I live a couple miles from the Brooklyn Ikea. This particular Ikea lives in Red Hook, which is an area of Brooklyn that I very much like but that many people tend to avoid. This is mostly because no subways go there, and also - Red Hook's got an Ikea on its face.
My relationship with Ikea is a traditional one. A terrifying one. Its endless showroom is a labyrinth of despair. You wander through it, admiring the room setups, and next thing you know you're curled up at the base of a Malm queen frame and repressed childhood memories are surfacing.
My first Ikea trip was in college, and it was a doozy. I was completely unprepared. I hadn't written down any row numbers or bin numbers - I hadn't even browsed the merchandise online to give myself an idea of what I might be purchasing. I was an amateur. Three hours into that solo trip I was a broken woman.
So when I turned to Manfriend Andy and declared that we were going to Ikea on that cold and rainy Saturday afternoon, his apprehension was obvious.
I can't explain it. Every experience I've had at Ikea has been, above all, damaging to both my psyche and my central nervous system. But I'm always going back for more. What is it? Is it the meatball aroma pumping fresh from the cafeteria at all hours of the day? Is it the lack of employee supervision? Is it the umlauts? This is not a rhetorical question.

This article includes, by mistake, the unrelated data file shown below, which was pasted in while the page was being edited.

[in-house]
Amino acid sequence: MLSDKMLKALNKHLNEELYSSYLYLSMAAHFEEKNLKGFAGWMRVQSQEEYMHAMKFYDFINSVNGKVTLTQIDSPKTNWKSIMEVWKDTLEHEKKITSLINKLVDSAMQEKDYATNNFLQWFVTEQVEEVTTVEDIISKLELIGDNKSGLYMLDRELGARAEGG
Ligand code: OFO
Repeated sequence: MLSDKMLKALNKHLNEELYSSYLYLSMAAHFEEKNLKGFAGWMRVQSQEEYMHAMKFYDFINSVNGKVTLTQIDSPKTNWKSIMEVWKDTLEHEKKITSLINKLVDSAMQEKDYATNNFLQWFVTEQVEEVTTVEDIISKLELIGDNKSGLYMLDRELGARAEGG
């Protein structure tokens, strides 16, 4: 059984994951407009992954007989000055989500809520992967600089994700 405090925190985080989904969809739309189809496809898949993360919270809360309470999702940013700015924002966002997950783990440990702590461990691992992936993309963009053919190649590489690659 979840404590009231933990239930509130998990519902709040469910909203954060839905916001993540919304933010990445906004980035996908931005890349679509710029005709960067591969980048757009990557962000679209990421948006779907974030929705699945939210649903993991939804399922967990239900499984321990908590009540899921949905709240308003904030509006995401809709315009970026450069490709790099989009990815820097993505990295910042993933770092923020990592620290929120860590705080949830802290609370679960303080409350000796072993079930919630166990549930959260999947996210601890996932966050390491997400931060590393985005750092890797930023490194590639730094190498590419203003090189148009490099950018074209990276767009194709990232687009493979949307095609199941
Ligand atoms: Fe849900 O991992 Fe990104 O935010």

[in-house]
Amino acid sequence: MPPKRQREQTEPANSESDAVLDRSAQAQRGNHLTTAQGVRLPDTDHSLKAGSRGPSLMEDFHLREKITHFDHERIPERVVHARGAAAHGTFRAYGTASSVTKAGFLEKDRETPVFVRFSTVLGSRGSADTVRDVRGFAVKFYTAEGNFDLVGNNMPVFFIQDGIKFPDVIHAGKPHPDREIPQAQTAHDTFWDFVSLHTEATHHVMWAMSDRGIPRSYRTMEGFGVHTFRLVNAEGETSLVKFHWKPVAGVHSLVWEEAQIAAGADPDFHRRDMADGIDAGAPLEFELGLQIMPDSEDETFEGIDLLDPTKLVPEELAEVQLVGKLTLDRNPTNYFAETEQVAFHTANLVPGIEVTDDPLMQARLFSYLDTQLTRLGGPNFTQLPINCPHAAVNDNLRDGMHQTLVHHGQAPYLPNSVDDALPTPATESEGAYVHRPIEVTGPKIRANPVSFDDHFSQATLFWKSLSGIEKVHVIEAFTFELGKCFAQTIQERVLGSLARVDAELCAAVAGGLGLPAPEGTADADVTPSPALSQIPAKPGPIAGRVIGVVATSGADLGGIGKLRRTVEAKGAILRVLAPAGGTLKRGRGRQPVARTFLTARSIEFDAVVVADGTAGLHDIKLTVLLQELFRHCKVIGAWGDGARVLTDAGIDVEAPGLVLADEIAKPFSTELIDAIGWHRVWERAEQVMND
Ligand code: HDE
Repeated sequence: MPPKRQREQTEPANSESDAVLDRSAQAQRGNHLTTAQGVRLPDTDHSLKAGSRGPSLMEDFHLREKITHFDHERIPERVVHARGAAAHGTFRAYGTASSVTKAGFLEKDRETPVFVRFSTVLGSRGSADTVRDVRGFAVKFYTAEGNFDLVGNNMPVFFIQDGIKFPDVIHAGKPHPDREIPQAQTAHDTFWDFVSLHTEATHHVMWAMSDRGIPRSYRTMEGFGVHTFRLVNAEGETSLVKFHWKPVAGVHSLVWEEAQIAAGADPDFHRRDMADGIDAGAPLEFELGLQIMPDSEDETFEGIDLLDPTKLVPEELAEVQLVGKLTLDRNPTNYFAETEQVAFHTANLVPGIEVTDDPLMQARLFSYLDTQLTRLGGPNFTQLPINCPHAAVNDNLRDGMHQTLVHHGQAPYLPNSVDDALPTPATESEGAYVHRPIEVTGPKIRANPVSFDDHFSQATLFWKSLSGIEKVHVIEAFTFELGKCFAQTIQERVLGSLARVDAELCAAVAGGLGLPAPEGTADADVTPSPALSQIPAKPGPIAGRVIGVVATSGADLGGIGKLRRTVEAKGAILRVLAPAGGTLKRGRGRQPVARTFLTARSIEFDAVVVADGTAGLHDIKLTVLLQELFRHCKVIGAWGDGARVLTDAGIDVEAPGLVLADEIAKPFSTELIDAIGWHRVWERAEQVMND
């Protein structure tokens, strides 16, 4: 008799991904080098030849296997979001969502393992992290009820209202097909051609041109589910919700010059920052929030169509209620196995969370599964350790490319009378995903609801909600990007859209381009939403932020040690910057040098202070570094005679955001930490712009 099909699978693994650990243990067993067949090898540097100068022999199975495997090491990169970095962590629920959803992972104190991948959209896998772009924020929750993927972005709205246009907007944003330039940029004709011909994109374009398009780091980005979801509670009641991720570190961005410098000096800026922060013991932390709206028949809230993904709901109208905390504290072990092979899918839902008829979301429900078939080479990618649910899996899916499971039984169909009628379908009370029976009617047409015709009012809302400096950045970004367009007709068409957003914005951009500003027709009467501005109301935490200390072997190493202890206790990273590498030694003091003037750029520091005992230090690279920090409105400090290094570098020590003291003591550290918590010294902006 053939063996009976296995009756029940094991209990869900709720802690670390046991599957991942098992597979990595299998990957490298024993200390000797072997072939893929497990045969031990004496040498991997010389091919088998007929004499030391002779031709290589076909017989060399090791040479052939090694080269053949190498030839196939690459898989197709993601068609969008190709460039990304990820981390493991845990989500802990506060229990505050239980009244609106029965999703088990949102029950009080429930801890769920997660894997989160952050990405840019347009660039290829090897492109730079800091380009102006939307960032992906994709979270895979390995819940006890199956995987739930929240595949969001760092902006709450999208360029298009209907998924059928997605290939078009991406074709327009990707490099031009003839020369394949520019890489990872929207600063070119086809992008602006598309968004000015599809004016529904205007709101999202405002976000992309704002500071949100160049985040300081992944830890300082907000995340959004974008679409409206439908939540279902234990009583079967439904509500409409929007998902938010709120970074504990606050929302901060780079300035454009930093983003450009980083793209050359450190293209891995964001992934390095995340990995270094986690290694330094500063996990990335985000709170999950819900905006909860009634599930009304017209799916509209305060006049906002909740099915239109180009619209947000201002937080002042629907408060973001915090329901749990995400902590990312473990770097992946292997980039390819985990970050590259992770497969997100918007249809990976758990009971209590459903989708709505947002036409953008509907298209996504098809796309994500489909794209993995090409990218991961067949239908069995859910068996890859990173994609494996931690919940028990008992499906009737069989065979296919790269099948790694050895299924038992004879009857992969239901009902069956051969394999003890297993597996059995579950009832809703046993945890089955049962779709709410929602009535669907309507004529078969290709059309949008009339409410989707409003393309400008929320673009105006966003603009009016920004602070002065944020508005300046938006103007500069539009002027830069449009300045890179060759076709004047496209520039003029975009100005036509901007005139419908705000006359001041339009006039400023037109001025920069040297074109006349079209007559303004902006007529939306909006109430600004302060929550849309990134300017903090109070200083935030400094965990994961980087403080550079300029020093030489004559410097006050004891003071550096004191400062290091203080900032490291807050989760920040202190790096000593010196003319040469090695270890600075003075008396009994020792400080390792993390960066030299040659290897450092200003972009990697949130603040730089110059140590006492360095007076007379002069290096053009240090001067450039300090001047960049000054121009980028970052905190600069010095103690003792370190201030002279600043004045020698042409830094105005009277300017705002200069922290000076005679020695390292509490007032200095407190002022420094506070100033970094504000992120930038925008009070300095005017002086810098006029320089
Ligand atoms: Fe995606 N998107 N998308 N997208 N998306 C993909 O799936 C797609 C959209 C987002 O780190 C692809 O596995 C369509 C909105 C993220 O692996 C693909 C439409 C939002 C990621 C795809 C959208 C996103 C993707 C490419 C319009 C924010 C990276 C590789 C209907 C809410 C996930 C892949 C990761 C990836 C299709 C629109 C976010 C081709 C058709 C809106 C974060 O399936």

Motivations aside, there we were. At the threshold of New York City's only Ikea. Across the harbor we see the Statue of Liberty - she's a symbol of the American dream, a gift from the French, a Swede enthusiast, and Lincoln's assassin. Right? Did she - she murdered Lincoln, right? I haven't seen the movie.
I can't help but imagine a big ol' copper tear of joy welling up in her eye as she watches thousands of American citizens march obediently into the enormous automatic doors of Ikea on a daily basis.
I know the risks involved with taking a significant other to Ikea. I've seen that episode of 30 Rock. Ikea has been known to rip the most stable partnerships apart at the seams. I guess I wanted to test that theory. I was getting sick of sitting in my apartment, so my immediate thought was to test Andy's patience and threaten the stability of our relationship.
My theory was that if I tried to pick some fights and get all the bickering out of the way right off the bat, we could enjoy ourselves later while admiring the flatware and storage solutions. We started wandering through the showroom.
I abandoned that experiment immediately.
I was done with the showroom. The showroom is really only for people who are looking for some heavy duty merchandise - your couches, your shelving, your bed frames. You admire the adorable little living room they've set up, and you write down the row and bin numbers of the items you wish to purchase with a golf pencil on a flimsy little Ikea notebook. Later, in the warehouse, you'll find the corresponding rows and bins and slide the small yet impossibly heavy box onto the floor. As it sits there, unmoving, you'll stare at it and question every decision made so far in your life up to this point.